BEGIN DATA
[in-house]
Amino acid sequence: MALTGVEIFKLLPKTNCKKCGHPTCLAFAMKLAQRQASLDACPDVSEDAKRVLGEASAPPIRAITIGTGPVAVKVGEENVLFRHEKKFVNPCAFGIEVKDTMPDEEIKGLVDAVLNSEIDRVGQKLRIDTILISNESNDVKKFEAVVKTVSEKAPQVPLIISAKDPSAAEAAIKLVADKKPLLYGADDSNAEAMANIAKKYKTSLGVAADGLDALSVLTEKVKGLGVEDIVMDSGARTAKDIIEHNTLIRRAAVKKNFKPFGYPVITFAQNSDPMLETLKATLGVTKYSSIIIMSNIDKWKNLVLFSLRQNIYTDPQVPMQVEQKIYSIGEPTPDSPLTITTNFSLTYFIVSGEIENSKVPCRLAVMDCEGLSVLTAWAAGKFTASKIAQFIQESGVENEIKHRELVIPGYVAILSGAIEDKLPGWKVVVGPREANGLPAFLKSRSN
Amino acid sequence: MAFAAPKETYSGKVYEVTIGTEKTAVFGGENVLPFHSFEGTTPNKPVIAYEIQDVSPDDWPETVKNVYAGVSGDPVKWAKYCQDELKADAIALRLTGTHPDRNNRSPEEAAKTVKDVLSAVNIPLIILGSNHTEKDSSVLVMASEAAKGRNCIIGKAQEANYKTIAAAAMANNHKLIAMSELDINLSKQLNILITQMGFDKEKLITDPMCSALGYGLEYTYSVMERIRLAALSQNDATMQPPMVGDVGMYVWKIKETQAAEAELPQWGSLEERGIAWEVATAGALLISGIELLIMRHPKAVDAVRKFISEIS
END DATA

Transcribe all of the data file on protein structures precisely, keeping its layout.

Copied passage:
[in-house]
Amino acid sequence: MALTGVEIFKLLPKTNCKKCGHPTCLAFAMKLAQRQASLDACPDVSEDAKRVLGEASAPPIRAITIGTGPVAVKVGEENVLFRHEKKFVNPCAFGIEVKDTMPDEEIKGLVDAVLNSEIDRVGQKLRIDTILISNESNDVKKFEAVVKTVSEKAPQVPLIISAKDPSAAEAAIKLVADKKPLLYGADDSNAEAMANIAKKYKTSLGVAADGLDALSVLTEKVKGLGVEDIVMDSGARTAKDIIEHNTLIRRAAVKKNFKPFGYPVITFAQNSDPMLETLKATLGVTKYSSIIIMSNIDKWKNLVLFSLRQNIYTDPQVPMQVEQKIYSIGEPTPDSPLTITTNFSLTYFIVSGEIENSKVPCRLAVMDCEGLSVLTAWAAGKFTASKIAQFIQESGVENEIKHRELVIPGYVAILSGAIEDKLPGWKVVVGPREANGLPAFLKSRSN
Amino acid sequence: MAFAAPKETYSGKVYEVTIGTEKTAVFGGENVLPFHSFEGTTPNKPVIAYEIQDVSPDDWPETVKNVYAGVSGDPVKWAKYCQDELKADAIALRLTGTHPDRNNRSPEEAAKTVKDVLSAVNIPLIILGSNHTEKDSSVLVMASEAAKGRNCIIGKAQEANYKTIAAAAMANNHKLIAMSELDINLSKQLNILITQMGFDKEKLITDPMCSALGYGLEYTYSVMERIRLAALSQNDATMQPPMVGDVGMYVWKIKETQAAEAELPQWGSLEERGIAWEVATAGALLISGIELLIMRHPKAVDAVRKFISEIS